The Thomas family’s landmark Premier Hotel is battling to get approval for a ground-up overhaul that would see a major mixed-use development on the prominent Nineways intersection at Broadmeadow.

An application lodged with City of Newcastle proposed a $34 million plan to demolish the existing structure and build an eight-storey tower containing 48 apartments, 16 hotel rooms, underground parking, a rooftop rotunda, retail and a new-look pub at street level.

Originally built in 1891, the Premier was rebuilt in the 1930s in the popular Art Deco style. This structure had to be substantially repaired after the 1989 earthquake in Newcastle; it’s reconstruction now is in part due to the poor quality of that work.

The new pub would have floor area of 786sqm, with sports bar, kitchen and bistro, gaming room and beer garden. This is significantly more than the site’s allowed FSR (Floor Space Ratio), and the proposed structure would reach 30 metres tall at its highest point, which is far more than the 11-metre permissible height limit.

Design of the new building aims to be a contemporary echo of historic Art Deco constructions, such as the Sydney Dental Hospital.

Proximate to Broadmeadow train station, the city’s racecourse and Entertainment Centre, Hunter Stadium and the NSW Government’s proposed Hunter Park sports and leisure precinct, the plans offer that it will restore the prominence of the corner and provide an “iconic legacy” for Broadmeadow.

This DA is another in many multi-storey residential redevelopments on the stretch of Brunker Road from Broadmeadow to Adamstown. This strip has ushered in 500 apartments in the past decade, and the Premier project follows two more apartment proposals on Brunker Road lodged with council in the past few months.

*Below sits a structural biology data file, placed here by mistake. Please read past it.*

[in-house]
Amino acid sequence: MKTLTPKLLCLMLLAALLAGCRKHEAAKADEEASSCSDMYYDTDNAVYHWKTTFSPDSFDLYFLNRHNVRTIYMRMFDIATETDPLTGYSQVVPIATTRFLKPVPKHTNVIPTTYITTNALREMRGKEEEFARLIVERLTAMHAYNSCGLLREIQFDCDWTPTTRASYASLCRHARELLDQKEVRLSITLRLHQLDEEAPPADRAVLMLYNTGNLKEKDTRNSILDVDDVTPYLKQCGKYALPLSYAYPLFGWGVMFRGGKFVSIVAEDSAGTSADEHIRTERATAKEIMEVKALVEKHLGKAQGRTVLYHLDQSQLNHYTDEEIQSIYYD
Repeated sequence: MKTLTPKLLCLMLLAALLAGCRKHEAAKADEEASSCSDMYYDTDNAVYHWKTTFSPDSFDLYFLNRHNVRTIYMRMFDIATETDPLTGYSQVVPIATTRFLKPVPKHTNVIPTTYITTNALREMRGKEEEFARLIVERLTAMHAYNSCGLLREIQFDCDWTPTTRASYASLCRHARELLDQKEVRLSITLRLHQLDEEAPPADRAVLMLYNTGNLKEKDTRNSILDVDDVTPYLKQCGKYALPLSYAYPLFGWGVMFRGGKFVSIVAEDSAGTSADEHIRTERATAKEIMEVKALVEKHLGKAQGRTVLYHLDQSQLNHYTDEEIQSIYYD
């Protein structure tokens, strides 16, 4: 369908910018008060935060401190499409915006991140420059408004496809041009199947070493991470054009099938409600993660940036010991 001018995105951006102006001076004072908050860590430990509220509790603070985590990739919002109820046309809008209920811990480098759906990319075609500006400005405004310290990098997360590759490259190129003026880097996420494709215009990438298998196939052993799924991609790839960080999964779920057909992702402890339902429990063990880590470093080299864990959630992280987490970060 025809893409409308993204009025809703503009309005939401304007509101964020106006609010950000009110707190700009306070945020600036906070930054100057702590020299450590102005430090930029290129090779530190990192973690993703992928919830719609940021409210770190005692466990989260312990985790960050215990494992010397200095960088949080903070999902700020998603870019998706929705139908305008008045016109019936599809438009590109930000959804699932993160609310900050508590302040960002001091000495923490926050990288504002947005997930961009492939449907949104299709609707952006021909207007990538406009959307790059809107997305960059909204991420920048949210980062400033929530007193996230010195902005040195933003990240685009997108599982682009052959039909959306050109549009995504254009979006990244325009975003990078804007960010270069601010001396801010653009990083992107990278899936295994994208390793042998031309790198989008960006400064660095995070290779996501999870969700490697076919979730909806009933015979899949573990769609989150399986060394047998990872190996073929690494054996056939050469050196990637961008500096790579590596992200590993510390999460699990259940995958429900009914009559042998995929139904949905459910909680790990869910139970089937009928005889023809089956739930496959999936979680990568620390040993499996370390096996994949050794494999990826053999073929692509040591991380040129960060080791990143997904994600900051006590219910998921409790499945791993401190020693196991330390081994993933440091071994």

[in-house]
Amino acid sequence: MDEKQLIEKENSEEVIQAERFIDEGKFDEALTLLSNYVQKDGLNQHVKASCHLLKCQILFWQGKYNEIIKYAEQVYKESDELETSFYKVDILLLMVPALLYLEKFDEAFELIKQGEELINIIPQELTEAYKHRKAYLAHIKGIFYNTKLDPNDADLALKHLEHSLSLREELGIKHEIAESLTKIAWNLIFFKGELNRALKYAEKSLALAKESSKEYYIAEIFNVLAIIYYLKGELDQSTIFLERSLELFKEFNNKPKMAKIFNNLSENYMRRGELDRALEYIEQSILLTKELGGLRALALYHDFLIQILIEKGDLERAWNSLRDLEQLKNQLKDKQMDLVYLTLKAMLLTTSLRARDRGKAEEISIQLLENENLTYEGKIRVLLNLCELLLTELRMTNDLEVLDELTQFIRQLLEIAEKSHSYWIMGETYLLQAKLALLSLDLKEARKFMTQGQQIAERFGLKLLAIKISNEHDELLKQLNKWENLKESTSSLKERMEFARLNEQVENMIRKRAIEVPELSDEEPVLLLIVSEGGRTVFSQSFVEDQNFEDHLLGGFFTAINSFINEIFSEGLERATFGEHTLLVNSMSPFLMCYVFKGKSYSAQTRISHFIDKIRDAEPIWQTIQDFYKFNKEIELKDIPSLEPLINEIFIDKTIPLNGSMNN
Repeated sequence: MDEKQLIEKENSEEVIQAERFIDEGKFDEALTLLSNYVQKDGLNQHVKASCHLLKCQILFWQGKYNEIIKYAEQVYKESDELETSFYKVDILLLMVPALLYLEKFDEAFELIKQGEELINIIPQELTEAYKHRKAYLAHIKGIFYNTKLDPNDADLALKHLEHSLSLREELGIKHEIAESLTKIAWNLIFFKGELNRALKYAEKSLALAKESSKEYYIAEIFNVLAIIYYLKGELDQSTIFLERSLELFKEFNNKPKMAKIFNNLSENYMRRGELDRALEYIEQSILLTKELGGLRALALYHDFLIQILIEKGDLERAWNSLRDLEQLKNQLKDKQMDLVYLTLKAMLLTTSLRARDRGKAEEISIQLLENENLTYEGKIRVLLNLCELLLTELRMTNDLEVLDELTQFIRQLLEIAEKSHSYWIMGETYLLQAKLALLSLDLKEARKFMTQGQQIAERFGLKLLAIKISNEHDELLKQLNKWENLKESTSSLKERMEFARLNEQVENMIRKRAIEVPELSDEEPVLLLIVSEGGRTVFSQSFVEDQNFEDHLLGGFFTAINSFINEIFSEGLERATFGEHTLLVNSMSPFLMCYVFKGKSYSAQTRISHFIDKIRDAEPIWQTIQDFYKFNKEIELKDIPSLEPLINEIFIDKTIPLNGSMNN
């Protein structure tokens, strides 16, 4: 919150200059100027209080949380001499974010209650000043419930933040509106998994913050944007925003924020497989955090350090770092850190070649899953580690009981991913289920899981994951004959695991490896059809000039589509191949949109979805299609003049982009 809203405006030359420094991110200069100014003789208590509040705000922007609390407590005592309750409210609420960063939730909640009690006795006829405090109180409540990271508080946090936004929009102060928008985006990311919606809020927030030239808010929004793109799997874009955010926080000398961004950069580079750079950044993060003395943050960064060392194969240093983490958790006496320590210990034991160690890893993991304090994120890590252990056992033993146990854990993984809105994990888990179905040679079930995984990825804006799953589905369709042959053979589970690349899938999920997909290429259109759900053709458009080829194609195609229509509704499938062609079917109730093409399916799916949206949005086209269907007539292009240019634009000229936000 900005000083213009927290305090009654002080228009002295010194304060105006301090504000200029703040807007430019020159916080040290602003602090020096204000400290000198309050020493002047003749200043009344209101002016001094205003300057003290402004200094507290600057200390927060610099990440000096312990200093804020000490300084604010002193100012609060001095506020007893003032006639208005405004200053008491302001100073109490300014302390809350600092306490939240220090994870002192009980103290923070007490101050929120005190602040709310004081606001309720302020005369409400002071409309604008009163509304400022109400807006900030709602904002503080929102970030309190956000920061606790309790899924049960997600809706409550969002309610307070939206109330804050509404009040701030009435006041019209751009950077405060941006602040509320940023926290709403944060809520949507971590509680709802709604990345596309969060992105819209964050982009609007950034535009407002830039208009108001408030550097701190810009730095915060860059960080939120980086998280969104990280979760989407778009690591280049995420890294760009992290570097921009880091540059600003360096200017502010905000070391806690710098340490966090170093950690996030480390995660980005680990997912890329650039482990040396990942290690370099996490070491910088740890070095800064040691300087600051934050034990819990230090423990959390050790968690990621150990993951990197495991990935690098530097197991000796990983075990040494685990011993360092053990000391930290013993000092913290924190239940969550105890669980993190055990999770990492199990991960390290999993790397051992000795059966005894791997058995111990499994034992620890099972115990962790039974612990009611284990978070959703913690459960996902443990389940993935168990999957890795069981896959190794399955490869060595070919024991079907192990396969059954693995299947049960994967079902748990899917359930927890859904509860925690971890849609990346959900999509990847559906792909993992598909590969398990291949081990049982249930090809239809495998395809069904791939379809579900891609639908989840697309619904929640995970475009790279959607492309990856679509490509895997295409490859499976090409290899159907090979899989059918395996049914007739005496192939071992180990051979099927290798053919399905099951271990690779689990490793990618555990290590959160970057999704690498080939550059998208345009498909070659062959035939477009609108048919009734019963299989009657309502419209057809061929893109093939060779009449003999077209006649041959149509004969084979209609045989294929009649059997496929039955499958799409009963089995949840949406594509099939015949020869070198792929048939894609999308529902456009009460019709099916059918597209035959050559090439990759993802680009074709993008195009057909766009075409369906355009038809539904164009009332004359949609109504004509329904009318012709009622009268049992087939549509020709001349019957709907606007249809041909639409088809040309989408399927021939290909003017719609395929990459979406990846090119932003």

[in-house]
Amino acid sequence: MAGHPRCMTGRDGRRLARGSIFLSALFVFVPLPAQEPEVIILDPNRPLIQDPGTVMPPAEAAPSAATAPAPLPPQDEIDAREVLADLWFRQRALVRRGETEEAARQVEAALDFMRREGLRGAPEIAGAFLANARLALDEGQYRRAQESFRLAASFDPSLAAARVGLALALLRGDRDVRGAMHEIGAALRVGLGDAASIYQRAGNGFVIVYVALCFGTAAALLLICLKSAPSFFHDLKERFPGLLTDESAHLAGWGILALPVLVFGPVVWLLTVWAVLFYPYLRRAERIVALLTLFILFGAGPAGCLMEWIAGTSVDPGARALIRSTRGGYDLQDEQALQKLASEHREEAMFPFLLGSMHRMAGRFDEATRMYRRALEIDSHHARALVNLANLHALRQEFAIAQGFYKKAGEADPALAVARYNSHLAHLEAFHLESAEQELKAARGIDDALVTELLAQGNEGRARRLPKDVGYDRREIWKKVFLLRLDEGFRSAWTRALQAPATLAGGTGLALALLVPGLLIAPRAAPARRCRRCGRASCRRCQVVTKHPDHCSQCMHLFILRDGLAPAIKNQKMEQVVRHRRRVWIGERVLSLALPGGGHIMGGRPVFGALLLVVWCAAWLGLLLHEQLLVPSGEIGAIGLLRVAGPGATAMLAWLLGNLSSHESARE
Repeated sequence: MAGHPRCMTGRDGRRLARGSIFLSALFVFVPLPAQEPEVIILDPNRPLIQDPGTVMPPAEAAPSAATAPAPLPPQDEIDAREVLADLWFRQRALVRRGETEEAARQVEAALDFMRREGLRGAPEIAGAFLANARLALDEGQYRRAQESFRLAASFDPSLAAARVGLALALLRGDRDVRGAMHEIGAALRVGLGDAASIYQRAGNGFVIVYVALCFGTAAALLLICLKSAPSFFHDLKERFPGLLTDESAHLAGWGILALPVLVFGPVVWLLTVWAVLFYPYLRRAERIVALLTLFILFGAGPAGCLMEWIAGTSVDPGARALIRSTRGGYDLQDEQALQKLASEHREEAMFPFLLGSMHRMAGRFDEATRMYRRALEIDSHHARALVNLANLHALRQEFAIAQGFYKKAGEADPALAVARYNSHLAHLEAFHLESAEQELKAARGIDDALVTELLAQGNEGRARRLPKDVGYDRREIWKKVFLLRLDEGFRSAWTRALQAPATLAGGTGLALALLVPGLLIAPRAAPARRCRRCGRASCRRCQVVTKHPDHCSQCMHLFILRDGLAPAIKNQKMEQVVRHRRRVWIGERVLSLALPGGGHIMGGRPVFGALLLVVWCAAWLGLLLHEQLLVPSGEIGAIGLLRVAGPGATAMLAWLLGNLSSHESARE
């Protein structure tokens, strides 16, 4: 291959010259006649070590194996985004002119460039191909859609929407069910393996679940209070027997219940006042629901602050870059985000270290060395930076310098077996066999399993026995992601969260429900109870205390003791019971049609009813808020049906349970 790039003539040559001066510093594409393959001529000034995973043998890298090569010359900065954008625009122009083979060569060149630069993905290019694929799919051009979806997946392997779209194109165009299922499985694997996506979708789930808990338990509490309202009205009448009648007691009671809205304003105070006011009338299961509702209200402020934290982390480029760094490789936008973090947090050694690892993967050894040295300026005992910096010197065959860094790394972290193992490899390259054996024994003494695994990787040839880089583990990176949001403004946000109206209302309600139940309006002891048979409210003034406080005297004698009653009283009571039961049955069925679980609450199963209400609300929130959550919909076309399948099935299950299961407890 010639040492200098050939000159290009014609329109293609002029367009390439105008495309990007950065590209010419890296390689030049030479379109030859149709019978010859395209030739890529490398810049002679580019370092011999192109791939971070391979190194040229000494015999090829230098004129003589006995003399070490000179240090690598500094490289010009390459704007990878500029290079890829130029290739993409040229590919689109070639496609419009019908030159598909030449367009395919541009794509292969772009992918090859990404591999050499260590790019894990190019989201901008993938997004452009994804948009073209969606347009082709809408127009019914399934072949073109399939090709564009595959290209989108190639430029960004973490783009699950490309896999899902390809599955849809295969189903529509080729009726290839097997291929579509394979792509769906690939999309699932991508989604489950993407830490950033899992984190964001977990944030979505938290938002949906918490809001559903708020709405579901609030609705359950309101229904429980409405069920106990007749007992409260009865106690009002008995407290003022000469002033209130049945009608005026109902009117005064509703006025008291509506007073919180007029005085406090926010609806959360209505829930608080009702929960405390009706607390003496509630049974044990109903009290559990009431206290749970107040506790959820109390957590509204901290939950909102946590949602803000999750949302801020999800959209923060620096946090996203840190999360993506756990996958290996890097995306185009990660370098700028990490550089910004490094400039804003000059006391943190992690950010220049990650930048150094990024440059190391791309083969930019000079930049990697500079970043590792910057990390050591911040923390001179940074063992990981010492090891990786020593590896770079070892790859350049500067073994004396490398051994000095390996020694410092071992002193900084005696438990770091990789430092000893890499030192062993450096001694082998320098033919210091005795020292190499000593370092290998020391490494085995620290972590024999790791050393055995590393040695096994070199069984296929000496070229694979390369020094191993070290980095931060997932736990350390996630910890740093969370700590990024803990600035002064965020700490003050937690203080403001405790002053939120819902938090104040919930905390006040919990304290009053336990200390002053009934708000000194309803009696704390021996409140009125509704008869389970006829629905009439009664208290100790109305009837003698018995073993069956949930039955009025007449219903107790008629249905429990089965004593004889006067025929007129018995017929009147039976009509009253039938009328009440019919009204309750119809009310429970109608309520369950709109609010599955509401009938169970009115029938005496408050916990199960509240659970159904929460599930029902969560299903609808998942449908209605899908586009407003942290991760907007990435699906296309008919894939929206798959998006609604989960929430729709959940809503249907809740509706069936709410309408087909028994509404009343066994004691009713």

The Premier was formerly owned by Rolly De With and partners, before Thomas Hotels took the deeds in 2018. In 2020 Chris Thomas went on to buy a neighbouring commercial property, which has been incorporated into the development.

The DA attracted 11 submissions, voicing concerns over its size and styling, potential for noise, shadowing and parking issues. Further, City of Newcastle recommended knocking it back due to its height and mass.

Its projected cost meant plans were to be assessed by the Hunter Central Coast Regional Planning Panel (HCCRPP) – which did reject it, on the basis it was too tall and not in character with the neighbourhood.

It was also suggested by the panel that a DA on the site was “premature” as it will become part of a strategic planning program in the area, and policy framework variations such as this undermined both existing controls and future planning.

But the Property Council has come out in criticism of the HCCRPP, suggesting it sends the wrong message to developers during a housing crisis.

The Minns government has adopted its Transit Oriented Development Program strategy to boost housing density around train stations, and Anita Hugo, director of the Property Council in the Hunter, believes the Premier is a “perfect example” of doing this.

She suggests planning authorities should not reject redevelopments such as at the Premier while the new strategy was being developed, and should instead be “getting on with the job” of accelerating housing supply.

An appeal of the HCCRPP decision has now been lodged with the Land & Environment Court.

Thomas Hotels holds a suite of 20 pubs in NSW. Chris Thomas declined to comment on the matter at this stage.

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